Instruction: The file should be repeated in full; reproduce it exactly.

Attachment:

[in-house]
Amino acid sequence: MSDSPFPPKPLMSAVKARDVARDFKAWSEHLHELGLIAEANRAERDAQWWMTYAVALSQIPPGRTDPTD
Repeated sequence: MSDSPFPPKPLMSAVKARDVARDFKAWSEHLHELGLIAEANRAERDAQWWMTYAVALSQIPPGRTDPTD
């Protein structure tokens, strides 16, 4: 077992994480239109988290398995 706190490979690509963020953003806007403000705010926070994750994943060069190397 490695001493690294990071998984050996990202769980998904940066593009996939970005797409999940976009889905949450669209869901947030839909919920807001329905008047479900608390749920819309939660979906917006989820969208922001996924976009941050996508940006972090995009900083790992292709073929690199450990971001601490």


[in-house]
Amino acid sequence: MSDSPFPPKPLMSAVKARDVARDFKAWSEHLHELGLIAEANRAERDAQWWMTYAVALSQIPPGRTDPTD
Repeated sequence: MSDSPFPPKPLMSAVKARDVARDFKAWSEHLHELGLIAEANRAERDAQWWMTYAVALSQIPPGRTDPTD
């Protein structure tokens, strides 16, 4: 077992994480239109988290398995 706190490979690509963020953003806007403000705010926070994750994943060069190397 490695001493690294990071998984050996990202769980998904940066593009996939970005797409999940976009889905949450669209869901947030839909919920807001329905008047479900608390749920819309939660979906917006989820969208922001996924976009941050996508940006972090995009900083790992292709073929690199450990971001601490």